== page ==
Ackee and Saltfish is the national dish of Jamaica, and is a very common and well-loved Jamaican breakfast. Several items such as sautéed tomatoes and onions go into the making of this colorful scramble, and of course at the heart of this breakfast are both ackee and saltfish. Ackee, which is a fruit with a slightly nutty and sweet flavor, provides a delicate contrast to saltfish, which is typically dried salted cod, but may be replaced with salted bacalao or pollock.
Ackee is a pear-shaped fruit that is found in warm climates. As the ackee fruit ripens, it turns from green to bright red to yellow-orange, and splits open to reveal three large, shiny black seeds, each partly surrounded by soft, white to yellow flesh. This national fruit of Jamaica was imported here from East Africa before 1725. Today, ackee fruit is canned and one of Jamaica’s major exports.
Ackee pods are ready to be picked from the tree once the pods start to open. This is due to the fact that the unopened pods are toxic and can lead to death. The fruits are then extracted from the open pods and the pods discarded. The fruits are then deseeded and cleaned. The fruits are now ready to be added to a pot of boiling water appropriate in size to the amount of ackee to be cooked. Salt may or may not be added to the water depending on the dish being prepared. For example, if ackee and saltfish is the desired meal, then salt is not added as the salt fish contains sufficient salt.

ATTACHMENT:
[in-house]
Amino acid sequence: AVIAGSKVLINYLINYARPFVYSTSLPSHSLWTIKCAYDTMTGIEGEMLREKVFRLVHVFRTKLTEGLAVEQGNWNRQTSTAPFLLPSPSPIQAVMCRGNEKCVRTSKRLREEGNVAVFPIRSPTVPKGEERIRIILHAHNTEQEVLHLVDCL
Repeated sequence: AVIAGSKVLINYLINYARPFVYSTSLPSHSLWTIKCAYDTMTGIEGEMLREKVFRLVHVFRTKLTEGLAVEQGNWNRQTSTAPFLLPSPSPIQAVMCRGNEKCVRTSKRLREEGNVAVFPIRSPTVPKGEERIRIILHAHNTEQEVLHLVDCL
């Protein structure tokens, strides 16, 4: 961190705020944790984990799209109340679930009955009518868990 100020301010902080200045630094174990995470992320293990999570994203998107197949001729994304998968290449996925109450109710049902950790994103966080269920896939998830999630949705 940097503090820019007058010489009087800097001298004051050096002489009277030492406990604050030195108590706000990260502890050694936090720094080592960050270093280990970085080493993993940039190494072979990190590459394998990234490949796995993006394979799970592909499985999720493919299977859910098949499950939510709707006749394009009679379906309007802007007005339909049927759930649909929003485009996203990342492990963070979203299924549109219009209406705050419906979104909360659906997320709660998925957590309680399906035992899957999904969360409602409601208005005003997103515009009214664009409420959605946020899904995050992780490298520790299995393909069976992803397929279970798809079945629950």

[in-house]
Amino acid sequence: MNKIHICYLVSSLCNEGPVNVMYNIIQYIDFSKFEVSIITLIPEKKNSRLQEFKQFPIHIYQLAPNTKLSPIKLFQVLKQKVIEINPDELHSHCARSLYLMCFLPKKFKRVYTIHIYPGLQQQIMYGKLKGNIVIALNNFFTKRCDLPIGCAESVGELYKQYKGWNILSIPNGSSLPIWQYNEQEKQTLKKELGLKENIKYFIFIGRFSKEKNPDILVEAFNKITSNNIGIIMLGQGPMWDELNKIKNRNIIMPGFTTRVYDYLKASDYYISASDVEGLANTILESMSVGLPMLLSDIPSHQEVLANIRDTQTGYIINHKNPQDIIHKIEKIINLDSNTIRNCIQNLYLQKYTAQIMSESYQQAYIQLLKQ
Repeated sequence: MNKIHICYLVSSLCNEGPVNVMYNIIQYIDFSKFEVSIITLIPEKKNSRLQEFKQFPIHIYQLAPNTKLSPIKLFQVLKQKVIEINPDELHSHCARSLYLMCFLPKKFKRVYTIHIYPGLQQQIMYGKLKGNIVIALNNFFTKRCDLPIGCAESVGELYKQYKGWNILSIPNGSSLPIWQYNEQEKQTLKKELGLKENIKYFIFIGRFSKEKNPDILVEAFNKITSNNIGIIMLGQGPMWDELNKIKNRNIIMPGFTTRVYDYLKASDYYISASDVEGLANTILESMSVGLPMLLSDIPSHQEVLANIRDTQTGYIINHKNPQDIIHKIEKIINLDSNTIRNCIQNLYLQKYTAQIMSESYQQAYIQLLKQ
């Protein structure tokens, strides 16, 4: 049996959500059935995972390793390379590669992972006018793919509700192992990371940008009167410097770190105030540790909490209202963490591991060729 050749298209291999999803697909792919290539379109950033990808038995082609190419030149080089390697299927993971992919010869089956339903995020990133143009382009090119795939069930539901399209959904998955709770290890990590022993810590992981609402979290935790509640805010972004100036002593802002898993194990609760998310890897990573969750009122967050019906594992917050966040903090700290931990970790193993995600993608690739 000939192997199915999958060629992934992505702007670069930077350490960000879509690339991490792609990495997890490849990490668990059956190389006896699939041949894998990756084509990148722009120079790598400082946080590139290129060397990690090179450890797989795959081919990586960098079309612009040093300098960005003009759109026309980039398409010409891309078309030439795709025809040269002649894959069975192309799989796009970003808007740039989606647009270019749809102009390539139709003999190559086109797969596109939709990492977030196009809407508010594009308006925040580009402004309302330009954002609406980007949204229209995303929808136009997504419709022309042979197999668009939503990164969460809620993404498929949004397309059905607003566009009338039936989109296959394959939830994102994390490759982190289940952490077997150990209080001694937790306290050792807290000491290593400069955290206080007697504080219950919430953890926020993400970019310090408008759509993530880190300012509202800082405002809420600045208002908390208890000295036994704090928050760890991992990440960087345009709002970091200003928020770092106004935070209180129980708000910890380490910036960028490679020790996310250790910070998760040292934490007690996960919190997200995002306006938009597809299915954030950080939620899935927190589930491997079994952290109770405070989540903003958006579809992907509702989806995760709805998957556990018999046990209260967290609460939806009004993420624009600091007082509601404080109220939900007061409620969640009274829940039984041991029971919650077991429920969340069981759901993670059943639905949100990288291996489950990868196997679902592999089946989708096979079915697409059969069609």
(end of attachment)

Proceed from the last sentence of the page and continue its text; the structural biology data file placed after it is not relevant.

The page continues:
To prepare the dish, salt cod (salt fish should be soaked overnight to eliminate most of the salt) is sautéed with boiled ackee, onions, Scotch Bonnet peppers, tomatoes, and spices, such as black pepper and pimiento. It can be garnished with bacon and tomatoes, and is usually served as breakfast or dinner alongside breadfruit, hard dough bread, dumplings, fried plantain, or boiled green bananas. Ackee and saltfish can also be eaten with rice and peas or plain white rice. When seasonings (onion, escallion, thyme, garlic) and saltfish are combined with plain rice it is often called seasoned rice which is a one pot meal that is usually eaten on Fridays as an inexpensive meal for dinner.